As farmers strive to maximise their lamb survival, interest in orphan lamb rearing systems has been steadily growing.
Instead, it relies on a multi-pronged approach.
Flystrike occurs when blowflies lay eggs in warm, moist areas on a sheep and these eggs hatch into maggots, which then invade the living sheep. During spring, summer and autumn – and especially when conditions are humid – flystrike can be a significant problem for New Zealand sheep farmers.
It is estimated that 2-10% of the national flock is affected by flystrike annually and the subsequent economic effects can be measured in the millions of dollars.
Farmers spend in excess of $15 million annually on sheep dips, alone.
Alongside the economic impacts of flystrike, there are obvious animal welfare issues.
There are four blowfly species cause flystrike in New Zealand.
In order of prevalence, they are:
1. Australian green blowfly (Lucilia Cuprina)
2. European green blowfly (Lucilia sericata)
3. Brown blowfly (Calliphora stygia)
4. Hairy maggot blowfly (Chrysomya rufifacies)
Insect growth regulators (IGRs) describe a broad mode of action, rather than a distinct chemical group. These chemicals affect the ability of immature insects to develop through to adulthood. There are two IGR chemical groups relevant to flystrike prevention:
1. Benzyl phenyl ureas (BPUs) – diflubenzuron and triflumuron
2. Triazine and pyrimidine derivatives – cyromazine and dicyclanil
Neonicotinoids are a relatively new chemical class of synthetic pesticides. There is only one neonicotinoid – imidacloprid – registered for use on sheep in New Zealand and it is available in combination with triflumuron.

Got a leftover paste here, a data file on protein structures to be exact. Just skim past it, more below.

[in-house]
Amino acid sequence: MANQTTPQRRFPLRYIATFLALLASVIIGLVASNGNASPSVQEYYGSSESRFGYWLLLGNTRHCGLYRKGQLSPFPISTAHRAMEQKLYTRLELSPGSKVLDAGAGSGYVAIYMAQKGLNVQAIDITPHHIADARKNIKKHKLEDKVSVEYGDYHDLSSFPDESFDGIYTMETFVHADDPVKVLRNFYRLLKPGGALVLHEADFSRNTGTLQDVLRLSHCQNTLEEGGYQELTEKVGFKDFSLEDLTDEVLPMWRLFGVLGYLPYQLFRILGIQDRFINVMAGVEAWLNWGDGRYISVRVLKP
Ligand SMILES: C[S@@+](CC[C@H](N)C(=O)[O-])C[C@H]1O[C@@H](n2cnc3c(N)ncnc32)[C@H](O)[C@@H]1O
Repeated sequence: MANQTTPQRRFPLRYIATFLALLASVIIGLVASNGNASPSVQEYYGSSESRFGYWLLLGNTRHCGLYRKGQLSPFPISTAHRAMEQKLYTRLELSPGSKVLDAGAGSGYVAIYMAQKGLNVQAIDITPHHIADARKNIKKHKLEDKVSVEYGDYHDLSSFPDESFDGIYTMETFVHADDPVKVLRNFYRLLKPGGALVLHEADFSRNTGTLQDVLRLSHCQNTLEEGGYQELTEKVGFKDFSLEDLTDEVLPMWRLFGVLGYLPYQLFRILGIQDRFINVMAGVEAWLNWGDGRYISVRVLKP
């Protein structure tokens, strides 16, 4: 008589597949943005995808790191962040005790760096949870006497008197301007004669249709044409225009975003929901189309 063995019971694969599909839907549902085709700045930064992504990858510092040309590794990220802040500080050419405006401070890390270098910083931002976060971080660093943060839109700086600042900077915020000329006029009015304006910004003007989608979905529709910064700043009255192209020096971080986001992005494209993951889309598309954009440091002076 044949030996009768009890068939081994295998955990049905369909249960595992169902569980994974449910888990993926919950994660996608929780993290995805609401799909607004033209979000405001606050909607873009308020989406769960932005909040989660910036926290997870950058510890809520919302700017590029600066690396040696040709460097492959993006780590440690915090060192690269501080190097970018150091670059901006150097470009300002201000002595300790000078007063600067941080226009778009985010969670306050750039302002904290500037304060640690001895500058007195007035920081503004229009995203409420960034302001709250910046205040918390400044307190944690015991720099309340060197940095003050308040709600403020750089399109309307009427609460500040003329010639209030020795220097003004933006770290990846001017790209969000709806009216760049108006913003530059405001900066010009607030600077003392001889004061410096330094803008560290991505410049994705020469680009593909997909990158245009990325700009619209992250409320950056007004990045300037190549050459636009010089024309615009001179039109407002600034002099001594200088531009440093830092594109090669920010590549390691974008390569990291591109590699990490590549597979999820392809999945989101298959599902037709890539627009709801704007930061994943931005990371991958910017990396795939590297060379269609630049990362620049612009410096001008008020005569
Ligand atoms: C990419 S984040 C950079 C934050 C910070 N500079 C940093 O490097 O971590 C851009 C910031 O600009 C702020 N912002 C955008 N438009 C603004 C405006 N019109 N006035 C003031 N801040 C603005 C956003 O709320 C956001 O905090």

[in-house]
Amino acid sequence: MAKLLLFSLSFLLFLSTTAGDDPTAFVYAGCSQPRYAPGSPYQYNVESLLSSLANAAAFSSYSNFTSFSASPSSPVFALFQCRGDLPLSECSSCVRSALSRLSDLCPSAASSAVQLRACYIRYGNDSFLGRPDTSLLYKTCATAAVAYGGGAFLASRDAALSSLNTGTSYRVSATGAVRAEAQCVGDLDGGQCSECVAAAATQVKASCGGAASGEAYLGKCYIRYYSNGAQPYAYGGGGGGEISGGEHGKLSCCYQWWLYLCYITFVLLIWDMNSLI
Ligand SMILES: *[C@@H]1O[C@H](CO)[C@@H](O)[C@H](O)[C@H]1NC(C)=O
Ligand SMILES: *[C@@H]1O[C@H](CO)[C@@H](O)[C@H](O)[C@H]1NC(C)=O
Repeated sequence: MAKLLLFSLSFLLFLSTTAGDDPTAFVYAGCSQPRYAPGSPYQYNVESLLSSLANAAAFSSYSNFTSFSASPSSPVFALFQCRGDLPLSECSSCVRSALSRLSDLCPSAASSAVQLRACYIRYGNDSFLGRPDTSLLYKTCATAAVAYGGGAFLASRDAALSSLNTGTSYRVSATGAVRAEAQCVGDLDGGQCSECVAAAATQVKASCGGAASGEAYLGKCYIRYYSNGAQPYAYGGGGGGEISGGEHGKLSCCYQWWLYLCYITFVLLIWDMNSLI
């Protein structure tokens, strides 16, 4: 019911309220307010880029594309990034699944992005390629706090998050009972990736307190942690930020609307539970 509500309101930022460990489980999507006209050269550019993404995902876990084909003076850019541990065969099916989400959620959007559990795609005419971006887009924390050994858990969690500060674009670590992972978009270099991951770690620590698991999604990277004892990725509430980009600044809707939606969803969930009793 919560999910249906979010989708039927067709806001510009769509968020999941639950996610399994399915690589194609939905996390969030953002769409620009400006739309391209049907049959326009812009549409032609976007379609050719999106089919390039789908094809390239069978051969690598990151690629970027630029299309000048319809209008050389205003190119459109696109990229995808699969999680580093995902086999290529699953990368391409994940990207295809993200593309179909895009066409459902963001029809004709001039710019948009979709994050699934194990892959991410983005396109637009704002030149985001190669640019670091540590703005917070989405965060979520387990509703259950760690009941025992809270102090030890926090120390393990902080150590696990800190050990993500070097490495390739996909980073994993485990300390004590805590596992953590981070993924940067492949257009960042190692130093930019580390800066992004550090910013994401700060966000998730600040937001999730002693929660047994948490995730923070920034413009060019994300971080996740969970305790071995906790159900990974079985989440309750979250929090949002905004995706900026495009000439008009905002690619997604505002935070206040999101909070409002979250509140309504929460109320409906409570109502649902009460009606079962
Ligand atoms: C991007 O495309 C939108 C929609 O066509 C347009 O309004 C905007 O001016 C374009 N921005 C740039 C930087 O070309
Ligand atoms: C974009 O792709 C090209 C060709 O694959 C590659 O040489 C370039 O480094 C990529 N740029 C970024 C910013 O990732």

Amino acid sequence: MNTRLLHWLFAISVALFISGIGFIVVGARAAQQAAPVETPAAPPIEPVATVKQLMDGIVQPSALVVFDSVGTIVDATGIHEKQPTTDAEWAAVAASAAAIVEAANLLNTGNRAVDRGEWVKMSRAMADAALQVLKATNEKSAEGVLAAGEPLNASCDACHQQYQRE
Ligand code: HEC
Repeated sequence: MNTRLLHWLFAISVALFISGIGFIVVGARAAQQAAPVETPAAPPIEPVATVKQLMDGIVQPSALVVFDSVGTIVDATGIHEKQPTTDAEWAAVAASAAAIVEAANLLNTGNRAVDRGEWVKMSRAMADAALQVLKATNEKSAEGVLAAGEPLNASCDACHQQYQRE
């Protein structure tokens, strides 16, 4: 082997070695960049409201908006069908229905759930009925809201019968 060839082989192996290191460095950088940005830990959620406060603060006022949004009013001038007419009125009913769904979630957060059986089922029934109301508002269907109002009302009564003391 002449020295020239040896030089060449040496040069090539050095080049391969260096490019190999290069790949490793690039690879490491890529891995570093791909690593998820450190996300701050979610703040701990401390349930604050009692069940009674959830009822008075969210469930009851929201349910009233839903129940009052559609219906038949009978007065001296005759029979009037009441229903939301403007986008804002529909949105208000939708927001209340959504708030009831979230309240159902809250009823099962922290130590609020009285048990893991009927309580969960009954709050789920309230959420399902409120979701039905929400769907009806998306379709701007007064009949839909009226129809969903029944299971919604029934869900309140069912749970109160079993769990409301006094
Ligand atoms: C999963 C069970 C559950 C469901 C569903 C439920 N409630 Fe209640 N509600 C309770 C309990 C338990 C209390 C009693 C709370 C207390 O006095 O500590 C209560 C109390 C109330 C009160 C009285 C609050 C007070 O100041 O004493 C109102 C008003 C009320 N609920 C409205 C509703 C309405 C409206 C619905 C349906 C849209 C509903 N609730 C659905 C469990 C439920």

Spinosyn Spinosyns are one of the newest chemical classes of insecticides and is a natural non-synthetic compound. The Spinosyn available for use in fly treatment is spinosad. Spinosyn is also available in combination with cyromazine as a saturation jetting formulation.
While resistance to chemicals is difficult to avoid altogether, strictly following the application instructions and using well-functioning gear to apply the chemicals can slow its foothold.
Regulation and safer alternative chemicals have seen the use and availability of organophosphates decrease in New Zealand. Only two active ingredients remain on the market:
1. Propetamphos – flystrike spot treatment and saturation dip available to approved handlers only, and
2. Diazinon – likely to be withdrawn from the sheep-dip market in the near future.
Tips to slow blowfly resistance:
• Only use chemicals known to be effective.
• If treating twice in a season, rotate effective chemical groups.
• Use a different chemical to treat an active flystrike lesion than used for flystrike prevention.
• If using combination sheep dips for flystrike prevention and lice control, consider the efficacy spectrum and resistance status of the products in the combination.
• If lice control in short wool and fly control in long wool is required in the one year, use products from different chemical groups.
Facts about blowflies
1. Only a small percentage of the overall fly population affect sheep.
2. These flies are almost always attracted to the breech area.
3. They have a seasonal activity pattern of onset and population increase, so treatments can be timed accordingly.
These three factors mean use of a preventive chemical product can be limited to a specific time, to the breech area, and on the most susceptible animals (e.g. lambs at or before weaning).
• Information gleaned from the Beef+LambNZ factsheet on flystrike; more next issue